“How could they throw themselves in the water with a baby?” Varela Fuentes said. He said two bodies of migrants were later found. They had likely drowned that day.
Spanish authorities deported about half of the migrants, mainly Moroccans, within the first hours over the objections of human rights groups. Minors may remain legally under Spanish law, along with asylum-seekers.
Juan Sergio Redondo, who leads the local chapter of Spain’s far-right movement, Vox, was alarmed by the situation for different reasons. While waves of migrants had entered Spain before, it had not reached these levels. The arrivals were altering the “Spanish” nature of Ceuta, he said.
“We’ve gone from being a city in the Mediterranean with an Andalusian character to one which has become like part of Morocco,” he said.
Last week, Vox planned a rally in Ceuta. It was quickly abandoned as thousands of counterprotesters from Ceuta’s Muslim community took to the streets. Many waved Spanish flags, appropriating a symbol often associated in Spain with the far right.
Hundreds banged pots, blasted bullhorns and clashed with police who chased them down the Ceuta’s alleyways with batons and rifles.
“These are the seeds of discord,” said Juan Jesús Vivas, Ceuta’s mayor. “This is not something to be played around with.”
At a beach down the street looking out toward the mountains in Europe, Halima Hassen, a Ceuta resident, drove up in her car. She had spent most of the day making tomato sandwiches — about 200 of them — to drop off to a group of new arrivals camped on the beach.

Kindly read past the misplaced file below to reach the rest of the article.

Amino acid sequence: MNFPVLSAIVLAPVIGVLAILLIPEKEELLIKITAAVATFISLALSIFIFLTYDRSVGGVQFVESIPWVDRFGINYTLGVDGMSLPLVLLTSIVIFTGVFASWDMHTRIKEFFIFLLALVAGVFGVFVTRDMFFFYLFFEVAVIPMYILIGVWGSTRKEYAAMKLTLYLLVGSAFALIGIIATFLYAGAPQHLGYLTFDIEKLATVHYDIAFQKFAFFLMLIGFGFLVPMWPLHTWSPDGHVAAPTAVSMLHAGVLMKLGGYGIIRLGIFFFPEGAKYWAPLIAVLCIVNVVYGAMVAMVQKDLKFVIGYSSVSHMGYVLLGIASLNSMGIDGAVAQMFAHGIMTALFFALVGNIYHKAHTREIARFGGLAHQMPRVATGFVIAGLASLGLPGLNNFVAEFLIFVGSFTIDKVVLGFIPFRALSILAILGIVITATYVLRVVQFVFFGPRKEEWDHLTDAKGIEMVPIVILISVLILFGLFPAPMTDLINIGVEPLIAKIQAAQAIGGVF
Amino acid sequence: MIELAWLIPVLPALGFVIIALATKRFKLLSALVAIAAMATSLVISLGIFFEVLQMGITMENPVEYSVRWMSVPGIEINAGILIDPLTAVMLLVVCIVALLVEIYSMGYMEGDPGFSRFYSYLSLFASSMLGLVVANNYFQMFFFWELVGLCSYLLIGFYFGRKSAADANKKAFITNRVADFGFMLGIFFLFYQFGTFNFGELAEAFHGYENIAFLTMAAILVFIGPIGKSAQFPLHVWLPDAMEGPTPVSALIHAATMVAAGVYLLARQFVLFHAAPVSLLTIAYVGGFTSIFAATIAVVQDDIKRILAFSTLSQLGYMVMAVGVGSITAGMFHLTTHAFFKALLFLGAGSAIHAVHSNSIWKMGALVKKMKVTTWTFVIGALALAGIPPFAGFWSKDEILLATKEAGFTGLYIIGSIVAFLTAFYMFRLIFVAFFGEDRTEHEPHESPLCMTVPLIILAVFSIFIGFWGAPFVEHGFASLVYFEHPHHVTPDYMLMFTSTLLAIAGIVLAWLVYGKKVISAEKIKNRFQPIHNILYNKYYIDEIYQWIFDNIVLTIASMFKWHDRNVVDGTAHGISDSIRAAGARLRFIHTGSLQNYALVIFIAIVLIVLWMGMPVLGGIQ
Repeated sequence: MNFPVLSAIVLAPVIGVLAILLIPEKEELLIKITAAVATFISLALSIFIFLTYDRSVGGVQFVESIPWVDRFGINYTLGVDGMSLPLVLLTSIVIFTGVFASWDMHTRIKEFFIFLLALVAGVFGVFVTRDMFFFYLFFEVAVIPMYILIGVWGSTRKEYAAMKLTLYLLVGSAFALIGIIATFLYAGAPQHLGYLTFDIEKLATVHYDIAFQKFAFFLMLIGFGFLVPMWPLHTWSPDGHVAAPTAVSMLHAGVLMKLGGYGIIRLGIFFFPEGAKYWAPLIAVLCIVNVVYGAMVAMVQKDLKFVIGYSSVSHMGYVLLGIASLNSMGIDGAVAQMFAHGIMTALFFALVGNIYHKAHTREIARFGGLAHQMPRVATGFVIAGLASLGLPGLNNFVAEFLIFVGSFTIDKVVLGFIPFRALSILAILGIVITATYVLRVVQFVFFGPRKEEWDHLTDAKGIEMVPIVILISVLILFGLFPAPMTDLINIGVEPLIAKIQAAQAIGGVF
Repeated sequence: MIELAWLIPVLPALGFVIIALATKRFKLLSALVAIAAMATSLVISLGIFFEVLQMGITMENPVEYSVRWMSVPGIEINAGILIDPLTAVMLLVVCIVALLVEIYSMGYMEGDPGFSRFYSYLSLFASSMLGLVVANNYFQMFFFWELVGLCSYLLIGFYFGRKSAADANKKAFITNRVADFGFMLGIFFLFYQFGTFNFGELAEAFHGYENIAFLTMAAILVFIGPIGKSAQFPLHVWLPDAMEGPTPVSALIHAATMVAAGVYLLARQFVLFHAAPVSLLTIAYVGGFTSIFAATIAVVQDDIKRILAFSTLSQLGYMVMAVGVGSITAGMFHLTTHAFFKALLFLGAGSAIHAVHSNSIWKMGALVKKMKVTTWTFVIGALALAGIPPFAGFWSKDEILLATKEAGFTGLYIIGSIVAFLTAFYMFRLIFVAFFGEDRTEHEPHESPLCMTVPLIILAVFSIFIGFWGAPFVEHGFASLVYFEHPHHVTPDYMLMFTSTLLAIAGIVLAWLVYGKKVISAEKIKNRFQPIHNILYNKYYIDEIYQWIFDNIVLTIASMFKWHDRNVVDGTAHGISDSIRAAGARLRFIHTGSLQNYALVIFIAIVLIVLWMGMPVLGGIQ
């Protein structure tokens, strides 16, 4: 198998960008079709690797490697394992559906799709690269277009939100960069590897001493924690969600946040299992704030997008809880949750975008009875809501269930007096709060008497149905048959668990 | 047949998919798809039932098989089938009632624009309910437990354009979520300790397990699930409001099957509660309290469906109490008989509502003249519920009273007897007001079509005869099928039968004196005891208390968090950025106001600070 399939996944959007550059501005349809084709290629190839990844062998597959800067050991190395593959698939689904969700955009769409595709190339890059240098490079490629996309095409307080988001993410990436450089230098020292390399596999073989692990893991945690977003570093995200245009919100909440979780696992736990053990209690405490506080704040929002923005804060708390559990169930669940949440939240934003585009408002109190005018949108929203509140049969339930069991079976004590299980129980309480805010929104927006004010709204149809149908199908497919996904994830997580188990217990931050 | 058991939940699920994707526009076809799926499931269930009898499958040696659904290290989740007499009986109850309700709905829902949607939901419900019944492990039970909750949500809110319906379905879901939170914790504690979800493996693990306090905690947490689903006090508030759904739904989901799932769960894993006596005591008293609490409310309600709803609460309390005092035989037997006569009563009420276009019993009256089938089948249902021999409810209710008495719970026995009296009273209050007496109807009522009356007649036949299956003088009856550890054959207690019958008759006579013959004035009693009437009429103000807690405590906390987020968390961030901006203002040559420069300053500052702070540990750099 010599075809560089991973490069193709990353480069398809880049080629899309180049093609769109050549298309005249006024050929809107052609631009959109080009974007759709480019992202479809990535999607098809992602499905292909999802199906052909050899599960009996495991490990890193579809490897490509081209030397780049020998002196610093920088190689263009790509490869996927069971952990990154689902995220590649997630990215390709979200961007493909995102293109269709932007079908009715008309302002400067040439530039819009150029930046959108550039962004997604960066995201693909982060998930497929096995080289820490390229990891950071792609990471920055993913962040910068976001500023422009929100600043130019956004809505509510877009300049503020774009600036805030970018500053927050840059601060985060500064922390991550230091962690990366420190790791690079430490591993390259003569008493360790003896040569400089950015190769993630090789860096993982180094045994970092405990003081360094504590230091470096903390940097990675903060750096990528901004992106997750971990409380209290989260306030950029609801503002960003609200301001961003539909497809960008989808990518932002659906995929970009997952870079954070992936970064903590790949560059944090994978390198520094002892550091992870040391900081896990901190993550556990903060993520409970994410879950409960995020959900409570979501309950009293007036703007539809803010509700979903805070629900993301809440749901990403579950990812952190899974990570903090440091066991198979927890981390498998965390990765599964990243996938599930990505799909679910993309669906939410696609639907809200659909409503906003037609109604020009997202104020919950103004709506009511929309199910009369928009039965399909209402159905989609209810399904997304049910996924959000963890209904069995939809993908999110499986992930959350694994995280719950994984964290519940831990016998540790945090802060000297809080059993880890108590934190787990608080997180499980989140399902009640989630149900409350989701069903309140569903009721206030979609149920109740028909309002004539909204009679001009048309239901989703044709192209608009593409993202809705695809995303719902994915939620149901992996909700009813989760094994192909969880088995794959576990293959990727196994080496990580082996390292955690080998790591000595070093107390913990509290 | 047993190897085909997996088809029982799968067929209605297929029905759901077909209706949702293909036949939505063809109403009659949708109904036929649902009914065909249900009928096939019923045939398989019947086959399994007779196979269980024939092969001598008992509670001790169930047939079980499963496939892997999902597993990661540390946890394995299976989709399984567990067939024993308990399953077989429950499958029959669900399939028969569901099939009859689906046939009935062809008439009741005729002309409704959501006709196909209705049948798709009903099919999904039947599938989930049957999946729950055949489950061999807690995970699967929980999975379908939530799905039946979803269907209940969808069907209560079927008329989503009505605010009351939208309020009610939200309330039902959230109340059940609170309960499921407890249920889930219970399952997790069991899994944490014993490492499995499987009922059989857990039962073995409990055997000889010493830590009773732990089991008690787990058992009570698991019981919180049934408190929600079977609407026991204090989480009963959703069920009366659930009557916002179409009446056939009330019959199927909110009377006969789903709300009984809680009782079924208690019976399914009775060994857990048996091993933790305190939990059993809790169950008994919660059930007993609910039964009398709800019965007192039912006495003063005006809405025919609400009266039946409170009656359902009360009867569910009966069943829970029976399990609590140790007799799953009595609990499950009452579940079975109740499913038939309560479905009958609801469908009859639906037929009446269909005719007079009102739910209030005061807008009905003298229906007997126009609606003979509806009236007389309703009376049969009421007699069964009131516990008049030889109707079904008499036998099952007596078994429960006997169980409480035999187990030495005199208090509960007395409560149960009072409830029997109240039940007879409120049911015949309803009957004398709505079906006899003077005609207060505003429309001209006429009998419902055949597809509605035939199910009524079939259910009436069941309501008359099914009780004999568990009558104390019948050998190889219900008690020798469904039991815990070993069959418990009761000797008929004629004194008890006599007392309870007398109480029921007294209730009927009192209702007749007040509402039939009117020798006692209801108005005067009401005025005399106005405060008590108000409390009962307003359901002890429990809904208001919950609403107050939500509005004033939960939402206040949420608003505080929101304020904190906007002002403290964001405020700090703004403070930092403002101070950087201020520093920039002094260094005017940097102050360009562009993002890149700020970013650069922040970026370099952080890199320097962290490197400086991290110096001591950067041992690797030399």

A hungry crowd quickly arrived.
Away from the glare of the streetlights, the migrants were making their beds on the beach. A group of West Africans talked in English and French about what they had done before they arrived in Ceuta. One had worked in a beauty salon; another said he was an opposition politician in Guinea looking for asylum.
The next morning, Sabah Ahmed, a 59-year-old store owner, opened an empty home she owned so nearby migrants could shower. Because there were not enough bathrooms in the house, Ahmed asked the men to strip down on the roof and scrub with soap while someone showered them with a hose.
Ahmed said few outside Ceuta seemed interested in the migrants’ plight.
But Ceuta was small, she said. There was not enough room in the tiny enclave for everyone who wanted to come.
“I have to give them a chat,” she said. “I say, ‘We always will give you help. But here is my advice: In the long run, it’s going to be better if you go back to your home.’”